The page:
Reply
Fri 30 Jun, 2023 10:16 am

So the question is yes or no I have 70 percent chance of being correct and can repeat the same question then look at my data and choose the yes or no answer bassed on which answer showed up 70 percent of time time.

How many times would I want to repeat the question to have a 90 percent success rate of having the correct answer?

@JRR5639,

Personally, I think it would be good to stop before someone hit me.

@glitterbag,

If it's hard to understand I am trying to go with a memory retention question let's say it's tiles and you flip them so it's a 1 or 2 underneath so 50/50 but you gotta see for a moment so you more have 70 percent chance. Scrub the fact you should remember for certain by the second or third attempt. But at the end of 10 attempts you can look at your answers and you see 2 2s and 8 1s it would be what percent effective to go with 1 over 2 as your answer and it is greater then 70 percent at that point. I just want to know how many attempts to get it to a 90 percent effectiveness for a tabletop game custom content. And each attempt takes time from the player to make it more fair.

@JRR5639,

So after 10 rolls of a 1d10 giving them 70 percent odds and them choosing 1 vs 2 at the end of their attempts looking at the pool of success vs loses and them obviusly choosing the hogher outcome what die would I roll and what numbers of success would I give the player. Keeping with actual numbers of probability versus just the actual outcome of their particular rolls.

One roll of the dice has absolutely no influence on any following rolls. Your chances remain the same no matter how often you roll them.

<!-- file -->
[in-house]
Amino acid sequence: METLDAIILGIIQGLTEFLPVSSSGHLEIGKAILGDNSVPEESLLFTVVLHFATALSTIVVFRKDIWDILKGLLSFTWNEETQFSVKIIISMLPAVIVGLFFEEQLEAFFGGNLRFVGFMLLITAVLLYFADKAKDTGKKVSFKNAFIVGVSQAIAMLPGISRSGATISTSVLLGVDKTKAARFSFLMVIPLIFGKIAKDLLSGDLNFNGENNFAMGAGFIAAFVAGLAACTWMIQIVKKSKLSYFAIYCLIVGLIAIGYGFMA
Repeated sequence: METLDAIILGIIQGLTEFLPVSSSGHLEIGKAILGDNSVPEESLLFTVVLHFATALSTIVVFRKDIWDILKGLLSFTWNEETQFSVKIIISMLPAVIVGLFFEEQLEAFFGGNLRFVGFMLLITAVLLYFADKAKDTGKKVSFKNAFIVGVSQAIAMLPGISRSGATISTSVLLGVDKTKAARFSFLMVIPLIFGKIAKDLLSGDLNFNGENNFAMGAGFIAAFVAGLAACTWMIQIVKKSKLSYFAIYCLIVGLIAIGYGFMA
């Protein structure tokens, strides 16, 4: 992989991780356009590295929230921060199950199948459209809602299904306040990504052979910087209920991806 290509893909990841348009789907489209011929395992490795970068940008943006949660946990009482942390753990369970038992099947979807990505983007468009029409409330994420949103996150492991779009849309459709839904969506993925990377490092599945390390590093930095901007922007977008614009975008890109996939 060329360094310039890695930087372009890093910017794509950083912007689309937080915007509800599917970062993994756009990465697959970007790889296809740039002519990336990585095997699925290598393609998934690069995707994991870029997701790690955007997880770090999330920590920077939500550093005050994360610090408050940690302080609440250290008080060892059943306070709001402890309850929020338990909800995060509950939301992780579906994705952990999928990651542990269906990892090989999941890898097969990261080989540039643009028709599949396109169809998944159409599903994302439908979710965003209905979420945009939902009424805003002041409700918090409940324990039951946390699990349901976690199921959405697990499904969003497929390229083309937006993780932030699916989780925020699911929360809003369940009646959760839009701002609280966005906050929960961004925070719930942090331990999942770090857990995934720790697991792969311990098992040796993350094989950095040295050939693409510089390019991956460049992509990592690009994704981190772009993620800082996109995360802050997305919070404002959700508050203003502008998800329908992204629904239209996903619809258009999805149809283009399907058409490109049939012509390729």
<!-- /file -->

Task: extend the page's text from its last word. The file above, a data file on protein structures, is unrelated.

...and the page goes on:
@roger,

Im sorry your not understanding I do have difficulties due to my autism I supose articulating. So let's put it this way you have a weighted coin with 70 percent chance it lands on one side 30 percent on the other let's forget about the rim of the coin. So you are trying to flip the coin enough to be 90 percent sure which side of the coin is the 70 percent side

@JRR5639,

I understood the situation. My reply is correct.

@roger,

Sure but it doesn't address the question at all.

Given a million tosses you will see 70 percent and can 100 percent certain or 99.9999 percent certain say which side of the coin is the 70 percent one your just not grasping the question it's Otay;)

@JRR5639,

The question is simply how many tosses to get to 90 percent certain of which side of the weighted coin would be the one that comes up 70 percent of the time because one isn't enough nor 2 nor 3 20 should be close 100 would be probably 98 percent or so certain whichever side comes up more often is the 70 percent one not the 30 it should be a simple concept but hey its Otay as I said

set.seed(17) # Today's date.

coin.power = function(ntoss=100,nsim=1000,prob=.5){

lower = qbinom(.025,ntoss,.5)

upper = qbinom(.975,ntoss,.5)

rr = rbinom(nsim,ntoss,prob)

sum(rr < lower | rr > upper) / nsim

}

ntosses = c(10,100,200,500,600,800,1000,1500,2000,2500)

res = sapply(ntosses, coin.power, prob=.55)

names(res) = ntosses

res

10 100 200 500 600 800 1000 1500 2000 2500

0.032 0.133 0.259 0.634 0.653 0.799 0.867 0.969 0.994 0.999

In the case of a coin with a true biased probability of heads of P(H)=55%

, then, you can expect to reject correctly the hypothesis that the coin is fair 99.4%

of the times if you toss the coin 2,000

times, and 96.9%

of the times with 1,500

tosses.

If the coin is more biased, for example, P(H)=70%

, you can expect virtual certainty with 200

tosses

@JRR5639,

https://www.calculator.net/sample-size-calculator.html?type=1&cl=90&ci=3&pp=70&ps=&x=66&y=19
A sample size of 229 with 90% confidence, sample error of 5% and a sample mean of 0.70.

@JRR5639,

If the question is "you know you have a biased coin that comes up either heads or tails 70% of the time, but you don't know which and you want to flip it until you have a 90% confidence that you can say whether the coin is favored to heads or tails,

**you need nine flips**. Lets say heads is more favored. After nine flips, you have a 90.2% chance of having 5 or more heads, so if you knew the coin was biased, you could say it is biased towards heads with a 90% confidence.

Here is the breakdown

Nine heads 4%

Eight heads 16%

Seven heads 27%

Six heads 27%

Five heads 17%